Europe’s new energy storage STORY - tackling integration for DSOs

The STORY project is researching new energy storage technologies and their benefits in European distribution systems.
Published: Thu 08 Mar 2018

With the small-scale energy storage market starting to take off alongside the growing levels of renewable generation in countries around the world, key questions for distribution system operators (DSOs) are how this storage can be optimally integrated and the value it can add to the distribution grid.

The right storage technology must be selected for the particular use case. In addition, the flexibility within this storage must be available to the DSOs to manage their networks and the players in that value chain appropriately rewarded.

The STORY project, which was initiated in 2015 and runs through to 2020, is set to provide some answers from the European perspective.

Supported from the Horizon 2020 research and innovation programme, the project involves 18 companies from eight countries, including Elektro Gorenjska from Slovenia as the DSO participant. It is focused on demonstrating innovative approaches for thermal and electrical energy storage systems to find affordable and reliable solutions that lead to increased electricity self-supply.

Energy storage demonstrations

The heart of the project is a series of demonstrations with different small-scale storage concepts and technologies in various residential and industrial settings.

Case studies one and two are demonstrations at residential and neighbourhood scales in a street in Oud-Heverlee, Belgium. In the first phase homes were equipped with a range of technologies to maximise the load shifting potential, including fuel cells, batteries, small scale thermal storage and seasonal thermal storage. In the second phase currently underway, these homes are being brought off-grid through the creation of a microgrid.

These demonstrations are aimed to contribute to determining the value of storage for the participants, i.e. the end user, DSO, energy provider and potential third party aggregator.

Case study three comprises demonstration of solar PV and lithium-ion battery storage in a factory in an industrial zone in Navarra, Spain. The target is to reduce dependence of the facility on the distribution network.

Storage in a residential district is demonstrated in case study four, taking place in Lecale, Northern Ireland. The focus is on compressed air storage and stored heat in order to demonstrate the ability to store and re-generate electricity with standardised technology components and to validate models that both maximise the penetration of local renewables and minimise the network reinforcement requirements.

Case study five comprises demonstration of a medium scale (800kW/660kWh) battery system in a variety of settings – behind the meter at a factory in Germany and connected to an MV/LV transformer station and an LV industrial grid respectively in Suha and Kranj, Slovenia.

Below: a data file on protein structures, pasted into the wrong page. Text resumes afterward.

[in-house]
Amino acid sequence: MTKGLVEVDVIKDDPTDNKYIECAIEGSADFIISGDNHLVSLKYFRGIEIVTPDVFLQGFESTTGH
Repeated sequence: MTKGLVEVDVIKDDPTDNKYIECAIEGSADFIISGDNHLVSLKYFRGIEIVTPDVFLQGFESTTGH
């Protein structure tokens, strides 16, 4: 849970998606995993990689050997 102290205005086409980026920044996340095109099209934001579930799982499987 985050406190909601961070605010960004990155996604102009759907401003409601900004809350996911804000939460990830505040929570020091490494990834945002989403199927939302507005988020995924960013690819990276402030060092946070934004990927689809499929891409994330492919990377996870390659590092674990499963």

Case study six is a demonstration of a multi-energy grid including a wood-fired boiler connected to an Organic Rankine Cycle, and hot water and battery storage in an old industrial area in Olen, Belgium.

Storage impact assessment

Together, these demonstrations are designed to represent a good mix of market driven and regulated, i.e. grid driven, implementation of storage, according to the project consortium.

Their outcomes will be fed into a large-scale impact assessment and further analysis on market models, policy and regulation.

Among early findings from the project is the importance of interoperability. Both the implementation and control of storage systems are key challenges, with the need to integrate and operate a plethora of devices which come with different data exchange formats and protocols.

Energy storage regulation

The project also has highlighted the importance of regulation, which in Europe is currently under indication in the Clean Energy Package.

The project consortium cites the Spanish demonstration as an example. Current self-consumption regulation in Spain establishes significant restrictions on the operation of energy storage systems in self-consumption plants connected to the grid.

A ‘grid support toll’ reduces considerably the benefits and savings of the plant. It is possible to connect such self-consumption plants with storage without energy delivery to the grid and storage charged from the grid. However, this constrained mode of operation limits the available added value of the storage and makes the system cost-ineffective.

Preliminary results from the demonstration indicate that even with the regulatory restrictions applied, both the peak power can be reduced by about 20% as well as the energy consumption from the grid during peak hours to achieve overall savings of up to 8%.

Estimates from simulations with an advanced energy management strategy allowing the battery to charge from the grid suggest that power peak reductions of up to 50% in peak hours and overall savings up to 20% are possible. However, such results could only be achievable with relaxation of the regulations.